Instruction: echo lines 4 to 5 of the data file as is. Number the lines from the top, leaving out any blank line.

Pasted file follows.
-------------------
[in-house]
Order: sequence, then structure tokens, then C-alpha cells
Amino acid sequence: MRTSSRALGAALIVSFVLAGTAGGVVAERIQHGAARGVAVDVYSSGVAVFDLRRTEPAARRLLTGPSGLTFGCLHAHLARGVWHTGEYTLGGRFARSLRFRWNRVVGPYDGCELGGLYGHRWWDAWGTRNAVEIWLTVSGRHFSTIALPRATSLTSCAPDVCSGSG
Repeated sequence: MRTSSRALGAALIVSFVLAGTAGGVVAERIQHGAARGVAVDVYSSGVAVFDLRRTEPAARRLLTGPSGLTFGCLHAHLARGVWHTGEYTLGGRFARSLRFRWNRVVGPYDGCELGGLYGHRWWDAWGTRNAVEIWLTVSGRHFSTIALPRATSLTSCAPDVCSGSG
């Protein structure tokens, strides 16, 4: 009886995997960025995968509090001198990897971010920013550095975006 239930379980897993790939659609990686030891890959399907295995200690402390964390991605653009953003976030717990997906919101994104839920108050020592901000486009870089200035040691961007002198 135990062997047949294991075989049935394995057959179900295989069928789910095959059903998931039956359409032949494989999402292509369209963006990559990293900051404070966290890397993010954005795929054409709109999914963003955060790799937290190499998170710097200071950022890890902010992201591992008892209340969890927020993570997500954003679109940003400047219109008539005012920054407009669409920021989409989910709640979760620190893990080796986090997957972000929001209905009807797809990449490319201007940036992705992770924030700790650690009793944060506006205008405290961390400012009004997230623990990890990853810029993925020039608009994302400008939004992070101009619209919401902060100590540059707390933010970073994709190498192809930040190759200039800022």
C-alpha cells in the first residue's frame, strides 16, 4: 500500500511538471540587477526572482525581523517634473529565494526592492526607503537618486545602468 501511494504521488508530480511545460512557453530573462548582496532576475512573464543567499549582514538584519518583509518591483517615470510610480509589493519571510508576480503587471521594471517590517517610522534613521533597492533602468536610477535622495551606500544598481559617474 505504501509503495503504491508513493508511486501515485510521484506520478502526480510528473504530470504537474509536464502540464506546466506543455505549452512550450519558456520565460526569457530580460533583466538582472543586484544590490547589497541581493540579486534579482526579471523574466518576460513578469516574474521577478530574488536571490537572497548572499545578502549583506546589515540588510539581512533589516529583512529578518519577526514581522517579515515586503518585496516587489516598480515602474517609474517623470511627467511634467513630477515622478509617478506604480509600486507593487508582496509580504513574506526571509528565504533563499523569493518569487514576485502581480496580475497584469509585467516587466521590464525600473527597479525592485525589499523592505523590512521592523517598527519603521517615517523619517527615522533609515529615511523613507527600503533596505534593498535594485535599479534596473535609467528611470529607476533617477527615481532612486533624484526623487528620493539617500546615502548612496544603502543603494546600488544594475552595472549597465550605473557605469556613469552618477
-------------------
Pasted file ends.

Repeated sequence: MRTSSRALGAALIVSFVLAGTAGGVVAERIQHGAARGVAVDVYSSGVAVFDLRRTEPAARRLLTGPSGLTFGCLHAHLARGVWHTGEYTLGGRFARSLRFRWNRVVGPYDGCELGGLYGHRWWDAWGTRNAVEIWLTVSGRHFSTIALPRATSLTSCAPDVCSGSG
């Protein structure tokens, strides 16, 4: 009886995997960025995968509090001198990897971010920013550095975006 239930379980897993790939659609990686030891890959399907295995200690402390964390991605653009953003976030717990997906919101994104839920108050020592901000486009870089200035040691961007002198 135990062997047949294991075989049935394995057959179900295989069928789910095959059903998931039956359409032949494989999402292509369209963006990559990293900051404070966290890397993010954005795929054409709109999914963003955060790799937290190499998170710097200071950022890890902010992201591992008892209340969890927020993570997500954003679109940003400047219109008539005012920054407009669409920021989409989910709640979760620190893990080796986090997957972000929001209905009807797809990449490319201007940036992705992770924030700790650690009793944060506006205008405290961390400012009004997230623990990890990853810029993925020039608009994302400008939004992070101009619209919401902060100590540059707390933010970073994709190498192809930040190759200039800022």